Gazprom confirmed that the unfinished section of Nord Stream 2 is expected to be completed by the end of April. For this, however, the second pipelayer, the Akademik Chersky, needs to join the laying of the two pipeline strings, and Fortuna needs to work at a faster pace. For the third day now, the barge has been unable to resume work on the pipeline because of the storm.
“As you have seen, from his (the operator of Nord Stream 2 AG) message it follows that the construction of the gas pipeline in Danish waters continues, this is the main section, which has not yet been completed. The possible completion date for this section is April 2021,” Alexander Demchenko, head of Gazprom’s investor relations department, said during the company’s conference call
The representative of the company specified that the project faces significant pressure, so Gazprom discloses information about the project in a limited amount.
As reported by the media, February 8, Danish Maritime Authority in its warning to seafarers said that restrictions on the navigation to the south and southeast of the island of Bornholm due to the laying of two strings of “Nord Stream – 2” will be in force until the end of April. The regulator left in force the information that the Fortuna barge, escorted by the Baltic Explorer and Murman’s vessels, was carrying out the work.
At this speed, the pipe-laying barge will not be able to complete work on one string of Nord Stream 2 in Danish waters by the end of April. It needs to increase its speed to 600 meters per day to do so.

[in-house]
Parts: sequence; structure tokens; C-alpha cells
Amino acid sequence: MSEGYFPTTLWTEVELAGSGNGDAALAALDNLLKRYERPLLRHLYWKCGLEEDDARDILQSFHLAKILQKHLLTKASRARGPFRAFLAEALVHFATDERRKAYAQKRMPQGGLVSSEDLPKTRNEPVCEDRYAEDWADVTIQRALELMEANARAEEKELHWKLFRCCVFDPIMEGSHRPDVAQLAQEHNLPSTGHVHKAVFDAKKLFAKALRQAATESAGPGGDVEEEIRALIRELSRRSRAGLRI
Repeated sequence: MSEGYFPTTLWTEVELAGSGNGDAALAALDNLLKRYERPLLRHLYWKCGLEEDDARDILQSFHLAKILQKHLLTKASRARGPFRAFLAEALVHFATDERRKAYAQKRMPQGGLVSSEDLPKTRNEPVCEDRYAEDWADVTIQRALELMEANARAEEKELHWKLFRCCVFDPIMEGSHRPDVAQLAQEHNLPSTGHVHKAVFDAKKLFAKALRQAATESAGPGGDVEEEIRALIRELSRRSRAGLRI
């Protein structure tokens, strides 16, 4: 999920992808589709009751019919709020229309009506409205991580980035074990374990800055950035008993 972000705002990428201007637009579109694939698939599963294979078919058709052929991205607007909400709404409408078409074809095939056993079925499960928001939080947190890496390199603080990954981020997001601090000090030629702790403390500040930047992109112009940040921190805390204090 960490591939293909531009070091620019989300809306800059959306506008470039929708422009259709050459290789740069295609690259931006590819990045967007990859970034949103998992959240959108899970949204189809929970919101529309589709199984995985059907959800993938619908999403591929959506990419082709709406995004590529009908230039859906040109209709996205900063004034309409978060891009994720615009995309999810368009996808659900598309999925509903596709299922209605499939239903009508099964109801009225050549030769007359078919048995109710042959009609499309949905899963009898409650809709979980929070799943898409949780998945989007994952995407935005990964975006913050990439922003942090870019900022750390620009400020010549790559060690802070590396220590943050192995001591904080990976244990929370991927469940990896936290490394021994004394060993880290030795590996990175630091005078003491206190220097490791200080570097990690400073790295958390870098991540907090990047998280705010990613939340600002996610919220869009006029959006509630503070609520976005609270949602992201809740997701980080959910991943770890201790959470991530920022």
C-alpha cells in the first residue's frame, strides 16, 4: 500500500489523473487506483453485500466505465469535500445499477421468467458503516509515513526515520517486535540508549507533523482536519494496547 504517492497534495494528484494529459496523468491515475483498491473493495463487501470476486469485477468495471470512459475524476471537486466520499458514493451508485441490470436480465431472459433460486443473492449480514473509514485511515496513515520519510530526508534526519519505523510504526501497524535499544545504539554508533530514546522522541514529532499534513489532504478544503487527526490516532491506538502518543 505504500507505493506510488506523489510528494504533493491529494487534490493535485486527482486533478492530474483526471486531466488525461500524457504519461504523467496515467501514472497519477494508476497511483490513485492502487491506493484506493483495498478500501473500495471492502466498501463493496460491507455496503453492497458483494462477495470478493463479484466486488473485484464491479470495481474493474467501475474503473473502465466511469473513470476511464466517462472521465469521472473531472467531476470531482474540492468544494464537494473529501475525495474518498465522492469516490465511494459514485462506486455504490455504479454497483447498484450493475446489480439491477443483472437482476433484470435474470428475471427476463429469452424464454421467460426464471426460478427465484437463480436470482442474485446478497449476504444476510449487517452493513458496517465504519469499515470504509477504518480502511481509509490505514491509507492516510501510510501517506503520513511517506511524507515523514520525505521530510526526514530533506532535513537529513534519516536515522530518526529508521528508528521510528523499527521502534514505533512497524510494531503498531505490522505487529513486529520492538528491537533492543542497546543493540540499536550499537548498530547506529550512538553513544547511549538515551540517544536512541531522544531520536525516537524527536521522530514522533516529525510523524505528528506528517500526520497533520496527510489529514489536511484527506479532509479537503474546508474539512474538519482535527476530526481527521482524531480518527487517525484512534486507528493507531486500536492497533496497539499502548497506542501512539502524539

On February 6, the Fortuna resumed completion of the pipeline and passed 550 meters in a day. However, since February 7 it is already the third day when the barge has to stay at one point as a storm is raging in the Baltic Sea.
The barge is working on the shortest unfinished section. It has 47 kilometers to pave in Danish waters and another 13.9 kilometers in German waters. More than 80 kilometers on the other side of the pipeline are to be laid.
If Fortuna completes one line in Danish waters, the second will require another pipelayer, the Akademik Chersky. It is still based in the German port of Wismar.
The construction speed with this pipelayer is faster, but apparently, the ship has not yet been certified after the retrofitting work. It arrived in May from Nakhodka, and until the end of September new equipment, including an anchor positioning system, was being installed in the port of Mukran. The pipelayer underwent sea trials in October, after which it should have been certified. But in the middle of October, the US State Department imposed restrictions on companies that retrofit and certify vessels for Nord Stream 2, and the Norwegian certifier DNV immediately informed that they were leaving the project.
It is not known what the situation is now. The project operator and Gazprom do not comment on the progress of work and the situation in the pipeline. What is known is that they have involved Russian ship owners in the project in order to minimize the risk of sanctions as much as possible.